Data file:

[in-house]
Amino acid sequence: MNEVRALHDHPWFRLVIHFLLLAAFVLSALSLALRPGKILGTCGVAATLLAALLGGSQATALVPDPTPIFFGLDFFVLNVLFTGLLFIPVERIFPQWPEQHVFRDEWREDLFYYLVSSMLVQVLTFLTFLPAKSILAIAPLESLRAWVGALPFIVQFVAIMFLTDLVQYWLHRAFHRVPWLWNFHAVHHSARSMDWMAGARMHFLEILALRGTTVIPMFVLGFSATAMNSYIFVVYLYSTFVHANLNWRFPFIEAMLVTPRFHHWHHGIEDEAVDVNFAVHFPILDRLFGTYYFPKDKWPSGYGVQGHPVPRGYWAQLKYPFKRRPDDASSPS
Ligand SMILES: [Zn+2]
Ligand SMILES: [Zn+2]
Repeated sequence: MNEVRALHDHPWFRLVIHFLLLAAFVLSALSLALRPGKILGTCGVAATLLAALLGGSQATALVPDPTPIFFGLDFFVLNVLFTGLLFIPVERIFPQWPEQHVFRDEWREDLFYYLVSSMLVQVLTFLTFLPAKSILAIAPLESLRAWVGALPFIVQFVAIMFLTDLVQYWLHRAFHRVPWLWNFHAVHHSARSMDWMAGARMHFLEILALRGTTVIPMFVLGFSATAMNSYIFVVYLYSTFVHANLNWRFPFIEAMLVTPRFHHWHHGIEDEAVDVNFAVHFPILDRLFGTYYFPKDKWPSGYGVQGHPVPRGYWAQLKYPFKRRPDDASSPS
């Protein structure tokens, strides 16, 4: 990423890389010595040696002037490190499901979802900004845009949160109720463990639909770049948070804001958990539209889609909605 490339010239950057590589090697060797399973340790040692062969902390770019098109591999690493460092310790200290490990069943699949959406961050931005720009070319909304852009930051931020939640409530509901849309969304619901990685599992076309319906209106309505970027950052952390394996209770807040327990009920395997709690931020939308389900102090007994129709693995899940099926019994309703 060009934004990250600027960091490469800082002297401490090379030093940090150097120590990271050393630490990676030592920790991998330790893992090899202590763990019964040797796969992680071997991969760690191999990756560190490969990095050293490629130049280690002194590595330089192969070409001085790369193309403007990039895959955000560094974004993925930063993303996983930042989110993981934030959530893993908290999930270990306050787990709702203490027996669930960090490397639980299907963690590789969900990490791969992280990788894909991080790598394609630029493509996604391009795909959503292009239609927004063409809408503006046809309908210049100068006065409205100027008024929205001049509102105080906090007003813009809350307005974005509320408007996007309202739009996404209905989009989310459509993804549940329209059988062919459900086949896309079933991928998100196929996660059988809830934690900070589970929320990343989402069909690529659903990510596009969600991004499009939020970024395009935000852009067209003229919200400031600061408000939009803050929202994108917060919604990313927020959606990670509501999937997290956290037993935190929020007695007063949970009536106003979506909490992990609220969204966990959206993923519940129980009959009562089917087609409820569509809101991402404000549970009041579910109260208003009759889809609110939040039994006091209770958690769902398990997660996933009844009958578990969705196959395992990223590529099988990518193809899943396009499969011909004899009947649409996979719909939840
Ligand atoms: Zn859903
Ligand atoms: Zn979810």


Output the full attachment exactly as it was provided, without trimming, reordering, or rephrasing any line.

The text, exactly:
[in-house]
Amino acid sequence: MNEVRALHDHPWFRLVIHFLLLAAFVLSALSLALRPGKILGTCGVAATLLAALLGGSQATALVPDPTPIFFGLDFFVLNVLFTGLLFIPVERIFPQWPEQHVFRDEWREDLFYYLVSSMLVQVLTFLTFLPAKSILAIAPLESLRAWVGALPFIVQFVAIMFLTDLVQYWLHRAFHRVPWLWNFHAVHHSARSMDWMAGARMHFLEILALRGTTVIPMFVLGFSATAMNSYIFVVYLYSTFVHANLNWRFPFIEAMLVTPRFHHWHHGIEDEAVDVNFAVHFPILDRLFGTYYFPKDKWPSGYGVQGHPVPRGYWAQLKYPFKRRPDDASSPS
Ligand SMILES: [Zn+2]
Ligand SMILES: [Zn+2]
Repeated sequence: MNEVRALHDHPWFRLVIHFLLLAAFVLSALSLALRPGKILGTCGVAATLLAALLGGSQATALVPDPTPIFFGLDFFVLNVLFTGLLFIPVERIFPQWPEQHVFRDEWREDLFYYLVSSMLVQVLTFLTFLPAKSILAIAPLESLRAWVGALPFIVQFVAIMFLTDLVQYWLHRAFHRVPWLWNFHAVHHSARSMDWMAGARMHFLEILALRGTTVIPMFVLGFSATAMNSYIFVVYLYSTFVHANLNWRFPFIEAMLVTPRFHHWHHGIEDEAVDVNFAVHFPILDRLFGTYYFPKDKWPSGYGVQGHPVPRGYWAQLKYPFKRRPDDASSPS
């Protein structure tokens, strides 16, 4: 990423890389010595040696002037490190499901979802900004845009949160109720463990639909770049948070804001958990539209889609909605 490339010239950057590589090697060797399973340790040692062969902390770019098109591999690493460092310790200290490990069943699949959406961050931005720009070319909304852009930051931020939640409530509901849309969304619901990685599992076309319906209106309505970027950052952390394996209770807040327990009920395997709690931020939308389900102090007994129709693995899940099926019994309703 060009934004990250600027960091490469800082002297401490090379030093940090150097120590990271050393630490990676030592920790991998330790893992090899202590763990019964040797796969992680071997991969760690191999990756560190490969990095050293490629130049280690002194590595330089192969070409001085790369193309403007990039895959955000560094974004993925930063993303996983930042989110993981934030959530893993908290999930270990306050787990709702203490027996669930960090490397639980299907963690590789969900990490791969992280990788894909991080790598394609630029493509996604391009795909959503292009239609927004063409809408503006046809309908210049100068006065409205100027008024929205001049509102105080906090007003813009809350307005974005509320408007996007309202739009996404209905989009989310459509993804549940329209059988062919459900086949896309079933991928998100196929996660059988809830934690900070589970929320990343989402069909690529659903990510596009969600991004499009939020970024395009935000852009067209003229919200400031600061408000939009803050929202994108917060919604990313927020959606990670509501999937997290956290037993935190929020007695007063949970009536106003979506909490992990609220969204966990959206993923519940129980009959009562089917087609409820569509809101991402404000549970009041579910109260208003009759889809609110939040039994006091209770958690769902398990997660996933009844009958578990969705196959395992990223590529099988990518193809899943396009499969011909004899009947649409996979719909939840
Ligand atoms: Zn859903
Ligand atoms: Zn979810």